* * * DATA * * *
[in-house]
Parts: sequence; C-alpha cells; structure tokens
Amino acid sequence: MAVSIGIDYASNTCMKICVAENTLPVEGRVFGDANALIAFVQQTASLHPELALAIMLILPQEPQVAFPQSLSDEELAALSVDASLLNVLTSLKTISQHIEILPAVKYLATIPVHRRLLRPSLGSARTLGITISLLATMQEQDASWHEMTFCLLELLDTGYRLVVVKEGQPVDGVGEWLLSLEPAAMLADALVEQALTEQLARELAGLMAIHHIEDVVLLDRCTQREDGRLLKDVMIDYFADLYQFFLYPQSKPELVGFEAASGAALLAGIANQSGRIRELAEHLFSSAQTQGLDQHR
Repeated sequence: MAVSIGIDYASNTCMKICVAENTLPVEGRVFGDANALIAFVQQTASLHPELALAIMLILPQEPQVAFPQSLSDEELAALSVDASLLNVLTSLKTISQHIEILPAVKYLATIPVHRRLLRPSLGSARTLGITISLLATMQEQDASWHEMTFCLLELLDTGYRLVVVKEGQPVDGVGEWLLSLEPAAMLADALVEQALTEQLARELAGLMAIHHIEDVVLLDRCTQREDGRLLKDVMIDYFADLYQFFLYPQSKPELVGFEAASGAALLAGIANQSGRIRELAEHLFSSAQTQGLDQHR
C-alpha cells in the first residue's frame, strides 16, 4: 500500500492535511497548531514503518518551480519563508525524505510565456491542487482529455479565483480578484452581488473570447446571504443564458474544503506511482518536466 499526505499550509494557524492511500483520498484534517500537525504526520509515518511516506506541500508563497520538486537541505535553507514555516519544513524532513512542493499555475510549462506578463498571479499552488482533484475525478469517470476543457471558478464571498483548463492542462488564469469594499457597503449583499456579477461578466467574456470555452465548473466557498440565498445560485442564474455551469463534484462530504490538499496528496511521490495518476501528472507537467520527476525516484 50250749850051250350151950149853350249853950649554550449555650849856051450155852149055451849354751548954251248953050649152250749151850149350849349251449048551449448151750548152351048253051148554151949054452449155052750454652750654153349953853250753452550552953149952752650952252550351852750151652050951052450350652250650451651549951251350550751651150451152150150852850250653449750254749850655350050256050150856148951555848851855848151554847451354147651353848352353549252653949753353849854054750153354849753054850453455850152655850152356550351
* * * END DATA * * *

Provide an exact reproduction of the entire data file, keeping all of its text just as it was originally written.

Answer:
[in-house]
Parts: sequence; C-alpha cells; structure tokens
Amino acid sequence: MAVSIGIDYASNTCMKICVAENTLPVEGRVFGDANALIAFVQQTASLHPELALAIMLILPQEPQVAFPQSLSDEELAALSVDASLLNVLTSLKTISQHIEILPAVKYLATIPVHRRLLRPSLGSARTLGITISLLATMQEQDASWHEMTFCLLELLDTGYRLVVVKEGQPVDGVGEWLLSLEPAAMLADALVEQALTEQLARELAGLMAIHHIEDVVLLDRCTQREDGRLLKDVMIDYFADLYQFFLYPQSKPELVGFEAASGAALLAGIANQSGRIRELAEHLFSSAQTQGLDQHR
Repeated sequence: MAVSIGIDYASNTCMKICVAENTLPVEGRVFGDANALIAFVQQTASLHPELALAIMLILPQEPQVAFPQSLSDEELAALSVDASLLNVLTSLKTISQHIEILPAVKYLATIPVHRRLLRPSLGSARTLGITISLLATMQEQDASWHEMTFCLLELLDTGYRLVVVKEGQPVDGVGEWLLSLEPAAMLADALVEQALTEQLARELAGLMAIHHIEDVVLLDRCTQREDGRLLKDVMIDYFADLYQFFLYPQSKPELVGFEAASGAALLAGIANQSGRIRELAEHLFSSAQTQGLDQHR
C-alpha cells in the first residue's frame, strides 16, 4: 500500500492535511497548531514503518518551480519563508525524505510565456491542487482529455479565483480578484452581488473570447446571504443564458474544503506511482518536466 499526505499550509494557524492511500483520498484534517500537525504526520509515518511516506506541500508563497520538486537541505535553507514555516519544513524532513512542493499555475510549462506578463498571479499552488482533484475525478469517470476543457471558478464571498483548463492542462488564469469594499457597503449583499456579477461578466467574456470555452465548473466557498440565498445560485442564474455551469463534484462530504490538499496528496511521490495518476501528472507537467520527476525516484 50250749850051250350151950149853350249853950649554550449555650849856051450155852149055451849354751548954251248953050649152250749151850149350849349251449048551449448151750548152351048253051148554151949054452449155052750454652750654153349953853250753452550552953149952752650952252550351852750151652050951052450350652250650451651549951251350550751651150451152150150852850250653449750254749850655350050256050150856148951555848851855848151554847451354147651353848352353549252653949753353849854054750153354849753054850453455850152655850152356550351